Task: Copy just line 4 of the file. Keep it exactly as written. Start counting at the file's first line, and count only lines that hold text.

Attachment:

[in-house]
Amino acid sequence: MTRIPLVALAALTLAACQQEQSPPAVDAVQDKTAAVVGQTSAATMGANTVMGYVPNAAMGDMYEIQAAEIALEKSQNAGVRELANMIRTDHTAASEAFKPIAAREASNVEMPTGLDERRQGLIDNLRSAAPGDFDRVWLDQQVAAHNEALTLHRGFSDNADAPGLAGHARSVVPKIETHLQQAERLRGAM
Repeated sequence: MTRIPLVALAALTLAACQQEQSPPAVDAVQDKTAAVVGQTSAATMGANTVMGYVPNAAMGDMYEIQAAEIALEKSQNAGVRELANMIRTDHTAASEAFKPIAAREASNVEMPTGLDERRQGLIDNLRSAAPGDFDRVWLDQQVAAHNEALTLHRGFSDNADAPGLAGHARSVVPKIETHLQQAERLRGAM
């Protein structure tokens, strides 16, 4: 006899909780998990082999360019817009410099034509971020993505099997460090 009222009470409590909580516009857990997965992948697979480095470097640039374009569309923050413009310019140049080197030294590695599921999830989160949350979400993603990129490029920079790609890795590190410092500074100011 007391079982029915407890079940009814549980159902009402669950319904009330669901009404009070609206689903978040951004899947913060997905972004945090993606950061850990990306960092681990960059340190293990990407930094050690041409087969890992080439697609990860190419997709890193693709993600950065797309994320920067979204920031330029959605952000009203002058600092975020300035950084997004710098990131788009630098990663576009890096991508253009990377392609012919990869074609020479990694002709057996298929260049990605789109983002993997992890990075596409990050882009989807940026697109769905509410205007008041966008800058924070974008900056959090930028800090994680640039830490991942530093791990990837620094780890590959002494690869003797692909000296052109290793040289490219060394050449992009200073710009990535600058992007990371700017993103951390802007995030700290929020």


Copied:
């Protein structure tokens, strides 16, 4: 006899909780998990082999360019817009410099034509971020993505099997460090 009222009470409590909580516009857990997965992948697979480095470097640039374009569309923050413009310019140049080197030294590695599921999830989160949350979400993603990129490029920079790609890795590190410092500074100011 007391079982029915407890079940009814549980159902009402669950319904009330669901009404009070609206689903978040951004899947913060997905972004945090993606950061850990990306960092681990960059340190293990990407930094050690041409087969890992080439697609990860190419997709890193693709993600950065797309994320920067979204920031330029959605952000009203002058600092975020300035950084997004710098990131788009630098990663576009890096991508253009990377392609012919990869074609020479990694002709057996298929260049990605789109983002993997992890990075596409990050882009989807940026697109769905509410205007008041966008800058924070974008900056959090930028800090994680640039830490991942530093791990990837620094780890590959002494690869003797692909000296052109290793040289490219060394050449992009200073710009990535600058992007990371700017993103951390802007995030700290929020």